Heather Smith Thomas

  • Healthzone: 02-25-17

    Health Zone: Dealing with Premature Foals

    Occasionally a mare will foal too early, and the foal arrives prematurely. Foals born at less than 320 days’ gestation are considered premature, and chances for survival decrease considerably if a foal comes earlier than 300 days.

  • Health Zone: Tying-up in Thoroughbreds

    Muscle pain and cramping associated with exercise have been recognized for more than 100 years. In recent years veterinary researchers have found several different forms of this syndrome, with different causes.

  • Udder Issues for the Mare

    A few days after weaning your foal, you notice his dam's udder is hot and tender. While this veteran broodmare's udder has been quite large at weaning time before, she's never been so grumpy about having it touched. A veterinary examination confirms your suspicions: The mare has mastitis. Udder problems such as this are not terribly common, bu...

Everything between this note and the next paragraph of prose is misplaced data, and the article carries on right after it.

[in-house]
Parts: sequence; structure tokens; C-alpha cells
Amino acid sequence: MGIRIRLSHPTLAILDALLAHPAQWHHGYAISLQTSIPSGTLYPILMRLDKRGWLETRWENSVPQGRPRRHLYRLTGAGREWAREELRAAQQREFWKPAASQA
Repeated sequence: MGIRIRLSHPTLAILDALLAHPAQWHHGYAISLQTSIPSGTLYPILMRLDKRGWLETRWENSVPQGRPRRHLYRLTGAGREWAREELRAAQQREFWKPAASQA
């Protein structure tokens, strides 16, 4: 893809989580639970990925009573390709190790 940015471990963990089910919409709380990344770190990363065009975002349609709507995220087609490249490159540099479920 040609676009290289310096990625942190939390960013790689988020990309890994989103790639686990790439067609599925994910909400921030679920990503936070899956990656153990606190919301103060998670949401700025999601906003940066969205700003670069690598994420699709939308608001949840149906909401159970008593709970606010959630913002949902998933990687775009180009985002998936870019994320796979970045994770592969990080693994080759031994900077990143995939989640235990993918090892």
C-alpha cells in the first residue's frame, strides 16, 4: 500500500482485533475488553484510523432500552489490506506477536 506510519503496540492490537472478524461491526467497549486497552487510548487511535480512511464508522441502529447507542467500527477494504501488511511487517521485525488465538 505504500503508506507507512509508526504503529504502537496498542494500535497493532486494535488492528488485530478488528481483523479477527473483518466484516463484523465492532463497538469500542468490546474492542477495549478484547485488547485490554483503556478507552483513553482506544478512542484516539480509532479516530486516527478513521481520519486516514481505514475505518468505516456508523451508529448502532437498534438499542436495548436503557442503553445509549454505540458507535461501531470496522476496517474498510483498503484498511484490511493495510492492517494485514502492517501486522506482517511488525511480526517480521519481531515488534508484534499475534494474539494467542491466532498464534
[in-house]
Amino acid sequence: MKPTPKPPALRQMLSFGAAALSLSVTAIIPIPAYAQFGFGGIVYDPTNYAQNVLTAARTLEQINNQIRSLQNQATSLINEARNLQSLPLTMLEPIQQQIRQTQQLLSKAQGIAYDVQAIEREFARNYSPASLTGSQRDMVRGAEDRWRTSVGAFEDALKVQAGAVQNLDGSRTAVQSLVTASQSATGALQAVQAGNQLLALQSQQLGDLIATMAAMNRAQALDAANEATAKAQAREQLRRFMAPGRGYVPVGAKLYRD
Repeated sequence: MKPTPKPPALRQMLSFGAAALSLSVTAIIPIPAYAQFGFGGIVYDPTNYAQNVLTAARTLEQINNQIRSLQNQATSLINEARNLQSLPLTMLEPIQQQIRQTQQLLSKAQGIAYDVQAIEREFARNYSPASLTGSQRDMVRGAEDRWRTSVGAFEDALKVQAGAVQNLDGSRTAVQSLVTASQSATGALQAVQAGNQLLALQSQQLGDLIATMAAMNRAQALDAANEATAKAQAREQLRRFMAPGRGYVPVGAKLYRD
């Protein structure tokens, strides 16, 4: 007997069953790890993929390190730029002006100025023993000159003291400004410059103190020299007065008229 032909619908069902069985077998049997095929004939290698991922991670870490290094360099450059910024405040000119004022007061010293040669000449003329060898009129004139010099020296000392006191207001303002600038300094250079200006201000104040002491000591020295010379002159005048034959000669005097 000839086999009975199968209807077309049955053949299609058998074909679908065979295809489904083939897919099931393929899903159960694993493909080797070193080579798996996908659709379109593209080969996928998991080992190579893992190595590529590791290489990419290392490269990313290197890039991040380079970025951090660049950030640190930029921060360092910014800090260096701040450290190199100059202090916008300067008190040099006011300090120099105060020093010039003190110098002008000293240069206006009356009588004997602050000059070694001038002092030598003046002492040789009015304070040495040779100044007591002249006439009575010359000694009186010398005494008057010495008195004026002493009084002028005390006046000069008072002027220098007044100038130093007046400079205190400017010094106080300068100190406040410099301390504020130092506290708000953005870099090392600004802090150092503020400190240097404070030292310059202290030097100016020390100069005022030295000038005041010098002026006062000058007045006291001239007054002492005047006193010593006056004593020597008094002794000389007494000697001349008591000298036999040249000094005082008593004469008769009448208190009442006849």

• Reconditioning After Layup

    <DIV class=deck>Whether your horse has downtime for an injury or just a much-needed vacation, how you bring him back can dictate his eventual competitive success.</DIV> <P>After any layup, an athletic horse needs to be brought back to peak condition gradually. If time off was simply a vacation over winter, you can start the horse back into work at a lowe...

  • Options for Ex-Racehorses

    <P>Only a handful of racehorses continue racing for more than a few years. The most talented runners are retired to stud or join a broodmare band, but often horses must move out to make room for new prospects. The problem of what to do with ex-racehorses is ongoing, and several organizations have been created to help resolve this. <P><B>Thoroughbred Ret...